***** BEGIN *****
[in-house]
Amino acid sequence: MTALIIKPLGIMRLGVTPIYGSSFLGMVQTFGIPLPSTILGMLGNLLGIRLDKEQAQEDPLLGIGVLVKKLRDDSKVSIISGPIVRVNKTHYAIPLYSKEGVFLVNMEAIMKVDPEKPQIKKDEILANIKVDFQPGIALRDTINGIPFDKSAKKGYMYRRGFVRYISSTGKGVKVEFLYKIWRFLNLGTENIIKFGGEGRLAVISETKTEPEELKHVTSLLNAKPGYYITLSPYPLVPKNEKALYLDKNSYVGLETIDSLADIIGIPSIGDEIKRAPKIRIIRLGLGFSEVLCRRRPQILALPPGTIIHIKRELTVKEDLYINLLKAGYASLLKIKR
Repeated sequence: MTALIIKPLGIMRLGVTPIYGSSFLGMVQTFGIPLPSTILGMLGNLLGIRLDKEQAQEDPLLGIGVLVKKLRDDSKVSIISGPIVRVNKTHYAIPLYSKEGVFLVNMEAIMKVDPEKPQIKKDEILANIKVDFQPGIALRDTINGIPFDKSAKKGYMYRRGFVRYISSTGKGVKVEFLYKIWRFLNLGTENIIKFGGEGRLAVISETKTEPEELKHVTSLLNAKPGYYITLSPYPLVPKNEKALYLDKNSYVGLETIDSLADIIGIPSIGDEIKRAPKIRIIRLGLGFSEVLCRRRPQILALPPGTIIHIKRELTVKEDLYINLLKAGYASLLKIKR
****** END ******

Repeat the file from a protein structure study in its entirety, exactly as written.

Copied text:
[in-house]
Amino acid sequence: MTALIIKPLGIMRLGVTPIYGSSFLGMVQTFGIPLPSTILGMLGNLLGIRLDKEQAQEDPLLGIGVLVKKLRDDSKVSIISGPIVRVNKTHYAIPLYSKEGVFLVNMEAIMKVDPEKPQIKKDEILANIKVDFQPGIALRDTINGIPFDKSAKKGYMYRRGFVRYISSTGKGVKVEFLYKIWRFLNLGTENIIKFGGEGRLAVISETKTEPEELKHVTSLLNAKPGYYITLSPYPLVPKNEKALYLDKNSYVGLETIDSLADIIGIPSIGDEIKRAPKIRIIRLGLGFSEVLCRRRPQILALPPGTIIHIKRELTVKEDLYINLLKAGYASLLKIKR
Repeated sequence: MTALIIKPLGIMRLGVTPIYGSSFLGMVQTFGIPLPSTILGMLGNLLGIRLDKEQAQEDPLLGIGVLVKKLRDDSKVSIISGPIVRVNKTHYAIPLYSKEGVFLVNMEAIMKVDPEKPQIKKDEILANIKVDFQPGIALRDTINGIPFDKSAKKGYMYRRGFVRYISSTGKGVKVEFLYKIWRFLNLGTENIIKFGGEGRLAVISETKTEPEELKHVTSLLNAKPGYYITLSPYPLVPKNEKALYLDKNSYVGLETIDSLADIIGIPSIGDEIKRAPKIRIIRLGLGFSEVLCRRRPQILALPPGTIIHIKRELTVKEDLYINLLKAGYASLLKIKR